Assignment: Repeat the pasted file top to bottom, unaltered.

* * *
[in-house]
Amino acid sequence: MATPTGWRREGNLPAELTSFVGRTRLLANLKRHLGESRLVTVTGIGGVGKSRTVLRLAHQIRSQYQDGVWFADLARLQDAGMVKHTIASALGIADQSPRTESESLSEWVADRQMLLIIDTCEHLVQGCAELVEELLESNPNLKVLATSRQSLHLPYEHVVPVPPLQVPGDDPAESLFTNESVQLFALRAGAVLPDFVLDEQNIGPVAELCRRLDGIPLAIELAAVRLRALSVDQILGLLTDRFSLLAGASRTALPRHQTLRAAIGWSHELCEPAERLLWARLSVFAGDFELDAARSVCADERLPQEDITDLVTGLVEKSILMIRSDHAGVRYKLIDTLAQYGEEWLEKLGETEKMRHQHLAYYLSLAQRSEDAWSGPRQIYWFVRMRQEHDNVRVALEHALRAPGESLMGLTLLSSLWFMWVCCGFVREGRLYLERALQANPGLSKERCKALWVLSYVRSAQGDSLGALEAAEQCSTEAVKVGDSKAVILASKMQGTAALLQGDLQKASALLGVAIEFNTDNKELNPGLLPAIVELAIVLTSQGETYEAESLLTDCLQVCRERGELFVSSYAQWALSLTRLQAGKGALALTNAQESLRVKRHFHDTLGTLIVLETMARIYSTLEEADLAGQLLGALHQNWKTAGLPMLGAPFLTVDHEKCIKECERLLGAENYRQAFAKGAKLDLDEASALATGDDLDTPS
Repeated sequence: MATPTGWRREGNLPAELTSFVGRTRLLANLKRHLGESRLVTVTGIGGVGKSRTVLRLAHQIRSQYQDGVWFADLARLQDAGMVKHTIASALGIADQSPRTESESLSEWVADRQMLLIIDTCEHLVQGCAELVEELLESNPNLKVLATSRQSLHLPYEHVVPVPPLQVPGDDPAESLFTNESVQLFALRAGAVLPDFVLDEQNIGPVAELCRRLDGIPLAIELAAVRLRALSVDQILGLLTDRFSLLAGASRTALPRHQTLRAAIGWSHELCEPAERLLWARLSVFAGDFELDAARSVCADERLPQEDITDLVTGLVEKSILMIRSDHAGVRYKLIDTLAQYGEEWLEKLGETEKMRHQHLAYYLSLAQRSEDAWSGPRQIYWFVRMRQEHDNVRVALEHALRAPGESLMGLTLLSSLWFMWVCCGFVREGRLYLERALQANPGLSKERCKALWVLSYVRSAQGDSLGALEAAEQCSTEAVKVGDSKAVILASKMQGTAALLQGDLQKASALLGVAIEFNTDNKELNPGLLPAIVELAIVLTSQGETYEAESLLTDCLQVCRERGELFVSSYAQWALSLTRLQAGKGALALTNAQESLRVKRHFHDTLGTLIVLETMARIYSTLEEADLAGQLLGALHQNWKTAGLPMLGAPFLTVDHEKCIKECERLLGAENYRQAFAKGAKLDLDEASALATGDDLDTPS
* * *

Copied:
[in-house]
Amino acid sequence: MATPTGWRREGNLPAELTSFVGRTRLLANLKRHLGESRLVTVTGIGGVGKSRTVLRLAHQIRSQYQDGVWFADLARLQDAGMVKHTIASALGIADQSPRTESESLSEWVADRQMLLIIDTCEHLVQGCAELVEELLESNPNLKVLATSRQSLHLPYEHVVPVPPLQVPGDDPAESLFTNESVQLFALRAGAVLPDFVLDEQNIGPVAELCRRLDGIPLAIELAAVRLRALSVDQILGLLTDRFSLLAGASRTALPRHQTLRAAIGWSHELCEPAERLLWARLSVFAGDFELDAARSVCADERLPQEDITDLVTGLVEKSILMIRSDHAGVRYKLIDTLAQYGEEWLEKLGETEKMRHQHLAYYLSLAQRSEDAWSGPRQIYWFVRMRQEHDNVRVALEHALRAPGESLMGLTLLSSLWFMWVCCGFVREGRLYLERALQANPGLSKERCKALWVLSYVRSAQGDSLGALEAAEQCSTEAVKVGDSKAVILASKMQGTAALLQGDLQKASALLGVAIEFNTDNKELNPGLLPAIVELAIVLTSQGETYEAESLLTDCLQVCRERGELFVSSYAQWALSLTRLQAGKGALALTNAQESLRVKRHFHDTLGTLIVLETMARIYSTLEEADLAGQLLGALHQNWKTAGLPMLGAPFLTVDHEKCIKECERLLGAENYRQAFAKGAKLDLDEASALATGDDLDTPS
Repeated sequence: MATPTGWRREGNLPAELTSFVGRTRLLANLKRHLGESRLVTVTGIGGVGKSRTVLRLAHQIRSQYQDGVWFADLARLQDAGMVKHTIASALGIADQSPRTESESLSEWVADRQMLLIIDTCEHLVQGCAELVEELLESNPNLKVLATSRQSLHLPYEHVVPVPPLQVPGDDPAESLFTNESVQLFALRAGAVLPDFVLDEQNIGPVAELCRRLDGIPLAIELAAVRLRALSVDQILGLLTDRFSLLAGASRTALPRHQTLRAAIGWSHELCEPAERLLWARLSVFAGDFELDAARSVCADERLPQEDITDLVTGLVEKSILMIRSDHAGVRYKLIDTLAQYGEEWLEKLGETEKMRHQHLAYYLSLAQRSEDAWSGPRQIYWFVRMRQEHDNVRVALEHALRAPGESLMGLTLLSSLWFMWVCCGFVREGRLYLERALQANPGLSKERCKALWVLSYVRSAQGDSLGALEAAEQCSTEAVKVGDSKAVILASKMQGTAALLQGDLQKASALLGVAIEFNTDNKELNPGLLPAIVELAIVLTSQGETYEAESLLTDCLQVCRERGELFVSSYAQWALSLTRLQAGKGALALTNAQESLRVKRHFHDTLGTLIVLETMARIYSTLEEADLAGQLLGALHQNWKTAGLPMLGAPFLTVDHEKCIKECERLLGAENYRQAFAKGAKLDLDEASALATGDDLDTPS